Dell is heralding computer users into an era beyond 4K with its new 32-inch UltraSharp 32 Ultra HD 8K monitor, which is a sight to behold. But there's a caveat: Most PCs may not be ready for this cool display.
The monitor will ship on March 23 for US $4,999, Dell announced Thursday. It'll be available in about 12 countries, in limited quantities.
The 8K monitor has a resolution of 7680 x 4320 pixels, which is about four times that of 4K. It will feature 33.2 million pixels and more than 1 billion colors. It has a video refresh rate of 60Hz and a viewing angle of 178 degrees.
It looks sleek -- it is slim and built into an aluminum cover. There's a thin 9.7-millimeter bezel around it.
A simple eye test concluded that the 8K monitor was a sight to behold, and stunning colors screamed out of the screen. But the picture was so overwhelming that instinctively I took a few steps back to enjoy the majestic display. It was conclusive: Sitting close to a large-screen 8K monitor may not be for everyone.
Gamers and creative professionals may be the first to hop on the 8K monitor bandwagon, while regular users may stick to 1080p or 4K for years before jumping to 8K.
8K is just reaching monitors, and Sharp has shown off a display at that resolution. Japanese broadcaster NHK experimented with 8K broadcasts at last year's Olympics and will switch over to full-scale 8K video transmissions for the 2020 Olympics in Tokyo.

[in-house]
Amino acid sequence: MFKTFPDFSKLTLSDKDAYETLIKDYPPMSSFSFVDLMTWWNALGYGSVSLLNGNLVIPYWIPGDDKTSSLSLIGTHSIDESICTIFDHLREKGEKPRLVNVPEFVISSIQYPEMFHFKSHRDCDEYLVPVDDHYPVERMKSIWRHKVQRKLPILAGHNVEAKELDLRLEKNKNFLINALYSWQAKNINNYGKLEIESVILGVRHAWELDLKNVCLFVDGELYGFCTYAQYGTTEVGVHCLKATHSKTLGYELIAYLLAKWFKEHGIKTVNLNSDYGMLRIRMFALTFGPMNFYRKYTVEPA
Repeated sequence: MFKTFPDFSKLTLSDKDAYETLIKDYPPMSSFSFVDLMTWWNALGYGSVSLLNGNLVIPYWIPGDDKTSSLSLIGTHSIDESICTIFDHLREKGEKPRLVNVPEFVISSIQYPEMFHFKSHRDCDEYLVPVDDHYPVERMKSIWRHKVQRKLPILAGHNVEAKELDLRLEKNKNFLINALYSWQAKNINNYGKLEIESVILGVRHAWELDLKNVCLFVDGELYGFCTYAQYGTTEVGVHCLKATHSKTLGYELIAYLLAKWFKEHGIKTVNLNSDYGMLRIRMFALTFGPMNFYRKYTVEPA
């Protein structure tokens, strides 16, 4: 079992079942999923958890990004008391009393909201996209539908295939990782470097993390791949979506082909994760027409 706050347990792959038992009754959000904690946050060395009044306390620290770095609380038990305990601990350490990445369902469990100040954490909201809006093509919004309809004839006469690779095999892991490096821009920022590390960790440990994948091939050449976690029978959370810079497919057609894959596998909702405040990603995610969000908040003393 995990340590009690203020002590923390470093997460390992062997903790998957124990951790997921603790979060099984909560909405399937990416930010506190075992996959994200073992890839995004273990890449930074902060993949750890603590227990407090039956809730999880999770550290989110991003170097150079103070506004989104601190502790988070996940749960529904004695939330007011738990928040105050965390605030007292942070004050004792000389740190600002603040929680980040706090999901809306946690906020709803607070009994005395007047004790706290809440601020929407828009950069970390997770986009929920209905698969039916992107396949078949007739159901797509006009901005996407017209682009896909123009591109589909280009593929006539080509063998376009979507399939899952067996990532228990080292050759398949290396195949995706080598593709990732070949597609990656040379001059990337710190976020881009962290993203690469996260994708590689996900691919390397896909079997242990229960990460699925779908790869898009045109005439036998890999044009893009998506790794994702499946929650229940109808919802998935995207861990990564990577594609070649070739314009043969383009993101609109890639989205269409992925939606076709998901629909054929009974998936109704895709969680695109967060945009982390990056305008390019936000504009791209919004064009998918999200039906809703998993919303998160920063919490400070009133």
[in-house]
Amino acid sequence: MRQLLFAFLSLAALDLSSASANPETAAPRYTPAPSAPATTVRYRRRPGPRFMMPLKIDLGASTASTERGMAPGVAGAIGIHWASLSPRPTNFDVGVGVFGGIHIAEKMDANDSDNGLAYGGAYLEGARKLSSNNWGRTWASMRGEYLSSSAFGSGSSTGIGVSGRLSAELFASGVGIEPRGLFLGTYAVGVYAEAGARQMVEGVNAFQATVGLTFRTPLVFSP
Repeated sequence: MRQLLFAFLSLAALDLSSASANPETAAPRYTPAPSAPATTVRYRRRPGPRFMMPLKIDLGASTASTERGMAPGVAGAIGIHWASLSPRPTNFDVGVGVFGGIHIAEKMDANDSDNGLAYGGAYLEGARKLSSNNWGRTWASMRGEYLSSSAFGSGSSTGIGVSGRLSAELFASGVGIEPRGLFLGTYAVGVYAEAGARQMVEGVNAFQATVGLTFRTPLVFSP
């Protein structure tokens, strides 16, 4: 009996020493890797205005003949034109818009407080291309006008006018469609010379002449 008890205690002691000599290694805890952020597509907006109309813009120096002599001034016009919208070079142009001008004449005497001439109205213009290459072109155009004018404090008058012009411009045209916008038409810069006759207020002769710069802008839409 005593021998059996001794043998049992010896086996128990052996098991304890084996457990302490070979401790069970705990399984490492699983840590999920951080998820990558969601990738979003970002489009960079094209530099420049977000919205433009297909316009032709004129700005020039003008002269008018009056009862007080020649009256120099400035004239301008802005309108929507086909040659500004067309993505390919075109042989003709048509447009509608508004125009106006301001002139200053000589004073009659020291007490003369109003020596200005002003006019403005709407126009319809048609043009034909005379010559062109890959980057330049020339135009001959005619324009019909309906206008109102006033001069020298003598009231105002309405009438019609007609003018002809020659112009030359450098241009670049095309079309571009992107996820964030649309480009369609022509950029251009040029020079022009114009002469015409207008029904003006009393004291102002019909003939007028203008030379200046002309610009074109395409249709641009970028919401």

Even Dell admits that 8K monitors are not for everyone. The UltraSharp 32 Ultra HD is targeted at architects who need to view finer details of a room or content creators who want to work with 8K photos or videos. The monitor could also be used for space exploration, where scientists are trying to get deeper details on planets.
"[8K] is not practical, not yet," said Michael Turner, product launch manager for displays at Dell.
Dell's new 8K monitor may be tempting for gamers, but it may be wiser to save up and wait for better 8K technology. The UltraSharp 32 Ultra HD showed brilliant pixels but took a long time to re-draw images on screen.
That's because GPUs aren't ready for 8K yet, and Dell had to work with Nvidia until the last second to tweak drivers to support 8K.
"When the next round of graphics cards refresh, they'll get to the point where 8K is mass consumable," Turner said.
It may be prudent to wait for GPUs based on Nvidia's Volta and AMD's Vega architectures, which are due out this year.
Dell was running the monitor via a Precision workstation, which was being pushed to demonstrate the UltraSharp 32 Ultra HD. But the GPU drivers will get better, and the monitor's performance will get better, Turner said. Right now, drivers are a work in progress.
The 8K monitor has two DisplayPort 1.4 ports, which support 8K. It has no other ports, though options are popping up. HDMI at CES announced the HDMI 2.1 specification, which supports 8K. MHL Consortium's SuperMHL also supports 8K at 120Hz, but it is targeted more at TVs than PCs and has gone quiet on progress for the last year.
The UltraSharp 32 Ultra HD 8K monitor has a contrast ratio of 1,300:1 and supports 100 percent Adobe RGB, sRGB, and Rec709 color gamuts. The monitor also has four USB 3.0 ports.
Dell has been innovative with monitors, but the company has seen rough times. Dell two years ago released a 4K monitor priced at only $700, but it had a refresh rate of only 30Hz, which was seen as a major flaw.
Join the CIO New Zealand group on LinkedIn. The group is open to CIOs, IT Directors, COOs, CTOs and senior IT managers.